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    This paper focuses on the way that United Kingdom Independence Party (UKIP) attempted to communicate its policies and messages about the topic of renewable energy during 2013-14. Renewable energy is a fruitful topic to consider as it has a strategic importance in the discussion of the future of the UK while it raises questions about the role of science in politics, the tensions between the value of particular, mostly rural, places. The emergent theme from the analysis was not only rurality and renewable energy but the connection of the latter issue to scepticism about climate change. With the emergence of new forms of media, in particular, social media, the means of representation are more closely in the control of political actors. The immediacy and frequency of communication through platforms such as Twitter has added another strand of published materials to the more familiar pamphlets, reports, and manifestos. This paper uses the novel approach of the qualitative analyses the social media posts of one key UKIP representative and a sample of the linked materials, in tandem with newspaper coverage, to reveal the key themes in the UKIP discourse

    Assessing urban tree carbon storage and sequestration in Bolzano, Italy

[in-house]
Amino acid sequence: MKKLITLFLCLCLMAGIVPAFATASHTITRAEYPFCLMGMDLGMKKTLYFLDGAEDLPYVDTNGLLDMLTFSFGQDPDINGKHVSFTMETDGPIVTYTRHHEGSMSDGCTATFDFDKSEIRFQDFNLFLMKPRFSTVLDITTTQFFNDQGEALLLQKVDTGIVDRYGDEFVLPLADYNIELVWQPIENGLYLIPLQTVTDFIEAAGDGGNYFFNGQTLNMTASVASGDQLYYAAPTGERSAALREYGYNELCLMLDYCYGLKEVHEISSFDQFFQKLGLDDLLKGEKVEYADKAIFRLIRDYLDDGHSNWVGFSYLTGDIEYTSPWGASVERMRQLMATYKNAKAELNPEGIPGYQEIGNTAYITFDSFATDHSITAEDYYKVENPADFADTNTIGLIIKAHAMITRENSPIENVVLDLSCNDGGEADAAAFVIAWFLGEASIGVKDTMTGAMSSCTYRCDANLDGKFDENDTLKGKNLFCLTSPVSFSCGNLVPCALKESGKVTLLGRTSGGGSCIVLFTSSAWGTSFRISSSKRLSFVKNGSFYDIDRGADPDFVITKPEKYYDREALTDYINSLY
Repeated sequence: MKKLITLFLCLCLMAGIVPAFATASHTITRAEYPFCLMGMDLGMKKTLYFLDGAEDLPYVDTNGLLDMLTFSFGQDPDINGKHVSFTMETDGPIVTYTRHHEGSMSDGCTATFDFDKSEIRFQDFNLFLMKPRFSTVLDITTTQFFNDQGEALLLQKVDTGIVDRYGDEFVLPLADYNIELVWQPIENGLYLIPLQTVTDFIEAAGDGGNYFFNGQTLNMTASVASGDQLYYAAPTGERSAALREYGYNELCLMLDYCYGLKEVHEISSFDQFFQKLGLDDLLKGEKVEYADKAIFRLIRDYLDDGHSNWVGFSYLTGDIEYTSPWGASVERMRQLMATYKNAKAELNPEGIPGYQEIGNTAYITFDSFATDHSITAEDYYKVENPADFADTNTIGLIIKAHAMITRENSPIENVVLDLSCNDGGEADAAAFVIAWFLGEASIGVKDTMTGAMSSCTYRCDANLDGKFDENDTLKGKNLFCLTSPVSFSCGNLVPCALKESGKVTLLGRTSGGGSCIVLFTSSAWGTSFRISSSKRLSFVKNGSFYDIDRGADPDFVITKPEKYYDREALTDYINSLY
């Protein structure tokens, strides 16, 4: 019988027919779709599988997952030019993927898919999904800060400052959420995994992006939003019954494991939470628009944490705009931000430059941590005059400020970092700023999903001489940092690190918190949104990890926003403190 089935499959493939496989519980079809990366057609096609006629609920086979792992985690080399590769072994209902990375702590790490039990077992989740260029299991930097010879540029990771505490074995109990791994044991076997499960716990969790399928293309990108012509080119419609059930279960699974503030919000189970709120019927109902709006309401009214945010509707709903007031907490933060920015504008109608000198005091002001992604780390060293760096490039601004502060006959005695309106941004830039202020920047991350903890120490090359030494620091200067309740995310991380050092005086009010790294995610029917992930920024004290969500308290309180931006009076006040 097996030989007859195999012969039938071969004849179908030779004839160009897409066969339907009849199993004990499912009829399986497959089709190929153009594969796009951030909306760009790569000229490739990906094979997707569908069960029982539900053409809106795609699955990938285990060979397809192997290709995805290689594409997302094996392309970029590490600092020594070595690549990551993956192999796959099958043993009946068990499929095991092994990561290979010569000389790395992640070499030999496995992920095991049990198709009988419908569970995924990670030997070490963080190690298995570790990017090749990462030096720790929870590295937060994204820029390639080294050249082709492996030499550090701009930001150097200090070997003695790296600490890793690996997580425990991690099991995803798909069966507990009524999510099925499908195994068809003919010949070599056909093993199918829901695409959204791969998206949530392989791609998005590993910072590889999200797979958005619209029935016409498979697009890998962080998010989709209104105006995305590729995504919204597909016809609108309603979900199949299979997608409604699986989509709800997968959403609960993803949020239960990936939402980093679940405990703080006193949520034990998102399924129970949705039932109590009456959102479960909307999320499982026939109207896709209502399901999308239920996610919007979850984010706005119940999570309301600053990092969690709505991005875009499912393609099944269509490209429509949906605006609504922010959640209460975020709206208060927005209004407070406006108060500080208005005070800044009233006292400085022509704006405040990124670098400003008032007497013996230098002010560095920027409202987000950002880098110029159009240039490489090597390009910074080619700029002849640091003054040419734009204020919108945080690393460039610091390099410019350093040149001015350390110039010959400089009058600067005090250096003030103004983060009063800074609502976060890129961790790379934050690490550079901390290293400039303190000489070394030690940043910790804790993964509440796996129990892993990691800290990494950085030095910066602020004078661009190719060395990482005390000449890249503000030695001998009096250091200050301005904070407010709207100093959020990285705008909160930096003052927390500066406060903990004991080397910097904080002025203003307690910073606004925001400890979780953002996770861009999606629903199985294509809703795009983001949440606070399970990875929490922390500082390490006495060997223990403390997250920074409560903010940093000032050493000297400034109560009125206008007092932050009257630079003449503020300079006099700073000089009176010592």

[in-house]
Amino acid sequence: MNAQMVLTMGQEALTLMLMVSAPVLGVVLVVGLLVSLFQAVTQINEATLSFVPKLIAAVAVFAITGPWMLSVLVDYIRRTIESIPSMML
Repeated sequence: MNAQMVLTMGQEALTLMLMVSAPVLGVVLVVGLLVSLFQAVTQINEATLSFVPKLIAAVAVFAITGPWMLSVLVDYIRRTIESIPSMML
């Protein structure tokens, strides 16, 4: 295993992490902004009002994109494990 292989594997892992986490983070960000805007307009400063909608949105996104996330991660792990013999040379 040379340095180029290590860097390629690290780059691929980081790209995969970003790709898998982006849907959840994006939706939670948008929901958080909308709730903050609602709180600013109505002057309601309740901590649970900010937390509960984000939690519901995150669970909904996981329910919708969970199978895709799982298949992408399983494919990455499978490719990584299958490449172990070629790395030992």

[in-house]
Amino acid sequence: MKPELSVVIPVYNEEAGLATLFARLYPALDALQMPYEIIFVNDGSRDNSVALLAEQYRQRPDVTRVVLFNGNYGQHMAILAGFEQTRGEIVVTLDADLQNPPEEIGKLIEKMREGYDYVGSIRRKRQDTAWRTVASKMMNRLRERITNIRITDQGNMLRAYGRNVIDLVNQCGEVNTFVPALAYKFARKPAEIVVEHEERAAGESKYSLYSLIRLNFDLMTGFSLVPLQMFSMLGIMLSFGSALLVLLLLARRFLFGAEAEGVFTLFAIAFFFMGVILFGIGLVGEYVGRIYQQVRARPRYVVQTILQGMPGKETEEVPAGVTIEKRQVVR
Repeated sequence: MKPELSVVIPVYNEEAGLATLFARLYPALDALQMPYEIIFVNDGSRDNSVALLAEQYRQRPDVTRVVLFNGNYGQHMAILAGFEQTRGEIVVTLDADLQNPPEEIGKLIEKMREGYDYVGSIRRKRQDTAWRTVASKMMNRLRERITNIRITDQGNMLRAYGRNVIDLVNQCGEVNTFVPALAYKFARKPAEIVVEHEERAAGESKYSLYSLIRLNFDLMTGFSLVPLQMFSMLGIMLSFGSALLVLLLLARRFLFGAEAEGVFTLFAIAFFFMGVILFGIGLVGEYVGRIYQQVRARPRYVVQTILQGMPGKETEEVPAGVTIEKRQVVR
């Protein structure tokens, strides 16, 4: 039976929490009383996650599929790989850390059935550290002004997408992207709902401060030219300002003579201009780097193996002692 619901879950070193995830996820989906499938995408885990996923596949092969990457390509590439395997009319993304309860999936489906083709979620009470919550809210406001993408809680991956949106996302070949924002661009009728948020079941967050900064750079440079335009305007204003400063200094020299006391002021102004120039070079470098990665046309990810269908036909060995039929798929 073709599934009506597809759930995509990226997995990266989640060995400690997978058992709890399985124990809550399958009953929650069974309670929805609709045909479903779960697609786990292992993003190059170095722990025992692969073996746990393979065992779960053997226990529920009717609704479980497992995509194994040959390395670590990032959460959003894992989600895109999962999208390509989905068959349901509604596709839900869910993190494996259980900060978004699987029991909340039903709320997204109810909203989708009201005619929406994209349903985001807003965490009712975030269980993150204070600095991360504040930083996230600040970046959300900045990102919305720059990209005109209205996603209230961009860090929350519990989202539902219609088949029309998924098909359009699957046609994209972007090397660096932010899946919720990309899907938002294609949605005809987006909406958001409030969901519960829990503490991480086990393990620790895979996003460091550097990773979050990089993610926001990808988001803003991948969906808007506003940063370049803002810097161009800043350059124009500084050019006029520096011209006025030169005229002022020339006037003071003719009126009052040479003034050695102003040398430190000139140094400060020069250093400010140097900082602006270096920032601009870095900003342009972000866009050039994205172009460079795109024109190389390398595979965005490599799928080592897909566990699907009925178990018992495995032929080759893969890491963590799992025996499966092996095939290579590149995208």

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    Recent climate change, environmental design, and ecological conservation policies require new and existing urban developments to mitigate and offset carbon dioxide emissions and for cities to become carbon neutral. Some North American models and tools are available and can be used to quantify the carbon offset function of urban trees. But, little information on urban tree carbon storage and sequestration exists from the European Southern Alps. Also, the use of these North American models in Europe has never been assessed. This study developed a protocol to quantify aboveground carbon (C) storage and sequestration using a subsample of urban trees in Bolzano, Italy, and assessed two existing and available C estimation models. Carbon storage and sequestration were estimated using city-specific dendrometrics and allometric biomass equations primarily from Europe and two other United States models; the UFORE (Urban Forest Effects Model) and the CUFR Tree Carbon Calculator (CTCC). The UFORE model carbon storage estimates were the lowest while the CUFR Tree Carbon Calculator (CTCC) C sequestration estimates were the highest. Results from this study can be used to plan, design, and manage urban forests in northern Italy to maximize C offset potential, provide ecosystem services, and for developing carbon neutral policies. Findings can also be used to predict greenhouse gas emissions from tree maintenance operations as well as estimating green waste yield from landscape maintenance activities and its use as biofuel and compost. Managers need to be aware that available models and methods can produce statistically different C storage and sequestration estimates